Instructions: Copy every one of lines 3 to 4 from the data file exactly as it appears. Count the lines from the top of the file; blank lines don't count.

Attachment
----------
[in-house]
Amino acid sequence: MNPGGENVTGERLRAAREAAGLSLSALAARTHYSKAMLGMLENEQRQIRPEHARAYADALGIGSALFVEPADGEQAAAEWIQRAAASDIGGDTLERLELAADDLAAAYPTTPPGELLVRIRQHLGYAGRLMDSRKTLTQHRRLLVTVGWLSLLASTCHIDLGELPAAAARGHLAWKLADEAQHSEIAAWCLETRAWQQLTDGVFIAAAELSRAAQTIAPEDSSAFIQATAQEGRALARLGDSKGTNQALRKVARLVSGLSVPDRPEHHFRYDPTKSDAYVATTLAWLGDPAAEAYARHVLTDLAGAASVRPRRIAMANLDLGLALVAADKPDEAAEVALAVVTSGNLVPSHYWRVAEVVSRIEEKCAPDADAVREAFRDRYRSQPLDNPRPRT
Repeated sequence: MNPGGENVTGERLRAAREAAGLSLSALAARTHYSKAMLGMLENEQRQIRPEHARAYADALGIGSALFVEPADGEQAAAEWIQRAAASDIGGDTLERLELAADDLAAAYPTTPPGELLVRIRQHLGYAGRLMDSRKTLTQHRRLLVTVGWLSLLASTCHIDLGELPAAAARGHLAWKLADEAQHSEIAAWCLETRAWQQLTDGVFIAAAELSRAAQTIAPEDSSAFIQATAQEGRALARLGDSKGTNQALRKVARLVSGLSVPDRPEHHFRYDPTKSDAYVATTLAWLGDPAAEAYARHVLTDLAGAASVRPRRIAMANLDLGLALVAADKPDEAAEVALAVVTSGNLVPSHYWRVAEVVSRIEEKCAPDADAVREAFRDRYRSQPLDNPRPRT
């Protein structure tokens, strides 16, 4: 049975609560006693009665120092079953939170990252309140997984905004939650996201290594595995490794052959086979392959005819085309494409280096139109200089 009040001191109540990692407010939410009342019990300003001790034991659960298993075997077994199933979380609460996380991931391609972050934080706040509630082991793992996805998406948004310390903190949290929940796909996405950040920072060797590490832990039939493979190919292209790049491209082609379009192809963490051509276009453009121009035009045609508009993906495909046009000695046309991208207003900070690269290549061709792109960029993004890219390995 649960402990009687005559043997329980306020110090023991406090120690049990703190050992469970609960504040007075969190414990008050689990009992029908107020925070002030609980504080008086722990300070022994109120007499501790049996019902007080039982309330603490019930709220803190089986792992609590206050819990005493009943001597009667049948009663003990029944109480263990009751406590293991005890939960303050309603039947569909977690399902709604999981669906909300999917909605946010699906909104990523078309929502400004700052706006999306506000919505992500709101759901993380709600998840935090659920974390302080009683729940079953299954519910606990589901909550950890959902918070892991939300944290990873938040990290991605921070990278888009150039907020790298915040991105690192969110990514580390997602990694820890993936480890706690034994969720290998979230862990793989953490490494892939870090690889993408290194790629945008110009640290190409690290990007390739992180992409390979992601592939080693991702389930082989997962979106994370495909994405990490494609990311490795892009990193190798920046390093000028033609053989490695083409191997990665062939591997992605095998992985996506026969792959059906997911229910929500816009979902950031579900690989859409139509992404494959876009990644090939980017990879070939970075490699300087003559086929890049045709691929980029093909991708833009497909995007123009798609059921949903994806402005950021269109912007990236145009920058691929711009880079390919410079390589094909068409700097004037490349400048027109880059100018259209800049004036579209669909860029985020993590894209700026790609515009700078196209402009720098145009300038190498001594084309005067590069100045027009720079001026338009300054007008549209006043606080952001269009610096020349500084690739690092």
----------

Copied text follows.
Repeated sequence: MNPGGENVTGERLRAAREAAGLSLSALAARTHYSKAMLGMLENEQRQIRPEHARAYADALGIGSALFVEPADGEQAAAEWIQRAAASDIGGDTLERLELAADDLAAAYPTTPPGELLVRIRQHLGYAGRLMDSRKTLTQHRRLLVTVGWLSLLASTCHIDLGELPAAAARGHLAWKLADEAQHSEIAAWCLETRAWQQLTDGVFIAAAELSRAAQTIAPEDSSAFIQATAQEGRALARLGDSKGTNQALRKVARLVSGLSVPDRPEHHFRYDPTKSDAYVATTLAWLGDPAAEAYARHVLTDLAGAASVRPRRIAMANLDLGLALVAADKPDEAAEVALAVVTSGNLVPSHYWRVAEVVSRIEEKCAPDADAVREAFRDRYRSQPLDNPRPRT
């Protein structure tokens, strides 16, 4: 049975609560006693009665120092079953939170990252309140997984905004939650996201290594595995490794052959086979392959005819085309494409280096139109200089 009040001191109540990692407010939410009342019990300003001790034991659960298993075997077994199933979380609460996380991931391609972050934080706040509630082991793992996805998406948004310390903190949290929940796909996405950040920072060797590490832990039939493979190919292209790049491209082609379009192809963490051509276009453009121009035009045609508009993906495909046009000695046309991208207003900070690269290549061709792109960029993004890219390995 649960402990009687005559043997329980306020110090023991406090120690049990703190050992469970609960504040007075969190414990008050689990009992029908107020925070002030609980504080008086722990300070022994109120007499501790049996019902007080039982309330603490019930709220803190089986792992609590206050819990005493009943001597009667049948009663003990029944109480263990009751406590293991005890939960303050309603039947569909977690399902709604999981669906909300999917909605946010699906909104990523078309929502400004700052706006999306506000919505992500709101759901993380709600998840935090659920974390302080009683729940079953299954519910606990589901909550950890959902918070892991939300944290990873938040990290991605921070990278888009150039907020790298915040991105690192969110990514580390997602990694820890993936480890706690034994969720290998979230862990793989953490490494892939870090690889993408290194790629945008110009640290190409690290990007390739992180992409390979992601592939080693991702389930082989997962979106994370495909994405990490494609990311490795892009990193190798920046390093000028033609053989490695083409191997990665062939591997992605095998992985996506026969792959059906997911229910929500816009979902950031579900690989859409139509992404494959876009990644090939980017990879070939970075490699300087003559086929890049045709691929980029093909991708833009497909995007123009798609059921949903994806402005950021269109912007990236145009920058691929711009880079390919410079390589094909068409700097004037490349400048027109880059100018259209800049004036579209669909860029985020993590894209700026790609515009700078196209402009720098145009300038190498001594084309005067590069100045027009720079001026338009300054007008549209006043606080952001269009610096020349500084690739690092």